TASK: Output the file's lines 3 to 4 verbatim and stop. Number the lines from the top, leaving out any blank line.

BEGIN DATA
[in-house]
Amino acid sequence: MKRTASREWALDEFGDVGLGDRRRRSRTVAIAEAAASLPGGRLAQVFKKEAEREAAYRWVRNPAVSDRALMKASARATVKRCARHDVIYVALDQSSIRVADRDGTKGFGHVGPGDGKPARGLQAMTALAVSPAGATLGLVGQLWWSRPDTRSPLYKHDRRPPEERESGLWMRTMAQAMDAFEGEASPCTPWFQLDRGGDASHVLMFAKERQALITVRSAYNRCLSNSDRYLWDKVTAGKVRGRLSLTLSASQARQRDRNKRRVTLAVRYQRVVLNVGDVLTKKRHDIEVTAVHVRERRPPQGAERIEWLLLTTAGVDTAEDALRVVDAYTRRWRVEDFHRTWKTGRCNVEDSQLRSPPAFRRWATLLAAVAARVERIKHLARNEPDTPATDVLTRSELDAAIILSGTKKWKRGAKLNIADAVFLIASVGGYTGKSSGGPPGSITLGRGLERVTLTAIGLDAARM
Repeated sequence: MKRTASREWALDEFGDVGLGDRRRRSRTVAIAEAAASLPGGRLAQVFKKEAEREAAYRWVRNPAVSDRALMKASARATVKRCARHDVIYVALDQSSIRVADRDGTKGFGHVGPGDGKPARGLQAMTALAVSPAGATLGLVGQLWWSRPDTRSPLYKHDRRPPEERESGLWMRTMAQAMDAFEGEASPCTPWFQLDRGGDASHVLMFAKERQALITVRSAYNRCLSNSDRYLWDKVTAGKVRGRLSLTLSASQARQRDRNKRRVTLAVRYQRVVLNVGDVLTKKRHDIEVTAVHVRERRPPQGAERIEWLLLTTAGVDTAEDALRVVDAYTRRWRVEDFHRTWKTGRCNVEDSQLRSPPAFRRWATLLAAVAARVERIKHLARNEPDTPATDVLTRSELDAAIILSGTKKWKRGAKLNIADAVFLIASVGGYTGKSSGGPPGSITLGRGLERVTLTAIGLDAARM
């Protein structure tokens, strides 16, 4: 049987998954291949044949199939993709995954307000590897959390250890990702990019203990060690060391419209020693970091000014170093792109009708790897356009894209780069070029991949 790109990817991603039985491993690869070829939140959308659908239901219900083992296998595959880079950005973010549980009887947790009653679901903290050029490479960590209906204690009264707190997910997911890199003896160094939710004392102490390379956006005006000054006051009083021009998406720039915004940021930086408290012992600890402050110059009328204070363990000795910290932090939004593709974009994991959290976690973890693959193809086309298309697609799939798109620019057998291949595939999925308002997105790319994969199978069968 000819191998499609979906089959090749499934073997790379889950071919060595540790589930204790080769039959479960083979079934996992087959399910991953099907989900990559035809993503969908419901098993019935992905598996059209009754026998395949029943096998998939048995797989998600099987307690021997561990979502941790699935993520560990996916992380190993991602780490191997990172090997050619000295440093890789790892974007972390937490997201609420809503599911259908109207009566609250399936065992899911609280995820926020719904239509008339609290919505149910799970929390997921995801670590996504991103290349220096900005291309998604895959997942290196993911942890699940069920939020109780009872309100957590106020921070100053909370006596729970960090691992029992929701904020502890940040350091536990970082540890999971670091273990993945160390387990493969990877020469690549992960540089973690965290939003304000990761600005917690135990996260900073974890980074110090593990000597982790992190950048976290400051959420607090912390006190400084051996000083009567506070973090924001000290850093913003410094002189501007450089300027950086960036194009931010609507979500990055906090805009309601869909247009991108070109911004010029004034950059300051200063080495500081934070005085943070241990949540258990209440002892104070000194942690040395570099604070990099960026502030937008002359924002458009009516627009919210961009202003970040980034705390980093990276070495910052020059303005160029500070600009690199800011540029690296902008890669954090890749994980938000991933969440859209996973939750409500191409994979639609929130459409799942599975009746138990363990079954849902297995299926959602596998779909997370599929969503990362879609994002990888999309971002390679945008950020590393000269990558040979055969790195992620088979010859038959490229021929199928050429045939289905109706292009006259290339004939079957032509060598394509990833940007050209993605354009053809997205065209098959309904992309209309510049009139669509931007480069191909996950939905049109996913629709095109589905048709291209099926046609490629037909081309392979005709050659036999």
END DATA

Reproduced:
Repeated sequence: MKRTASREWALDEFGDVGLGDRRRRSRTVAIAEAAASLPGGRLAQVFKKEAEREAAYRWVRNPAVSDRALMKASARATVKRCARHDVIYVALDQSSIRVADRDGTKGFGHVGPGDGKPARGLQAMTALAVSPAGATLGLVGQLWWSRPDTRSPLYKHDRRPPEERESGLWMRTMAQAMDAFEGEASPCTPWFQLDRGGDASHVLMFAKERQALITVRSAYNRCLSNSDRYLWDKVTAGKVRGRLSLTLSASQARQRDRNKRRVTLAVRYQRVVLNVGDVLTKKRHDIEVTAVHVRERRPPQGAERIEWLLLTTAGVDTAEDALRVVDAYTRRWRVEDFHRTWKTGRCNVEDSQLRSPPAFRRWATLLAAVAARVERIKHLARNEPDTPATDVLTRSELDAAIILSGTKKWKRGAKLNIADAVFLIASVGGYTGKSSGGPPGSITLGRGLERVTLTAIGLDAARM
């Protein structure tokens, strides 16, 4: 049987998954291949044949199939993709995954307000590897959390250890990702990019203990060690060391419209020693970091000014170093792109009708790897356009894209780069070029991949 790109990817991603039985491993690869070829939140959308659908239901219900083992296998595959880079950005973010549980009887947790009653679901903290050029490479960590209906204690009264707190997910997911890199003896160094939710004392102490390379956006005006000054006051009083021009998406720039915004940021930086408290012992600890402050110059009328204070363990000795910290932090939004593709974009994991959290976690973890693959193809086309298309697609799939798109620019057998291949595939999925308002997105790319994969199978069968 000819191998499609979906089959090749499934073997790379889950071919060595540790589930204790080769039959479960083979079934996992087959399910991953099907989900990559035809993503969908419901098993019935992905598996059209009754026998395949029943096998998939048995797989998600099987307690021997561990979502941790699935993520560990996916992380190993991602780490191997990172090997050619000295440093890789790892974007972390937490997201609420809503599911259908109207009566609250399936065992899911609280995820926020719904239509008339609290919505149910799970929390997921995801670590996504991103290349220096900005291309998604895959997942290196993911942890699940069920939020109780009872309100957590106020921070100053909370006596729970960090691992029992929701904020502890940040350091536990970082540890999971670091273990993945160390387990493969990877020469690549992960540089973690965290939003304000990761600005917690135990996260900073974890980074110090593990000597982790992190950048976290400051959420607090912390006190400084051996000083009567506070973090924001000290850093913003410094002189501007450089300027950086960036194009931010609507979500990055906090805009309601869909247009991108070109911004010029004034950059300051200063080495500081934070005085943070241990949540258990209440002892104070000194942690040395570099604070990099960026502030937008002359924002458009009516627009919210961009202003970040980034705390980093990276070495910052020059303005160029500070600009690199800011540029690296902008890669954090890749994980938000991933969440859209996973939750409500191409994979639609929130459409799942599975009746138990363990079954849902297995299926959602596998779909997370599929969503990362879609994002990888999309971002390679945008950020590393000269990558040979055969790195992620088979010859038959490229021929199928050429045939289905109706292009006259290339004939079957032509060598394509990833940007050209993605354009053809997205065209098959309904992309209309510049009139669509931007480069191909996950939905049109996913629709095109589905048709291209099926046609490629037909081309392979005709050659036999």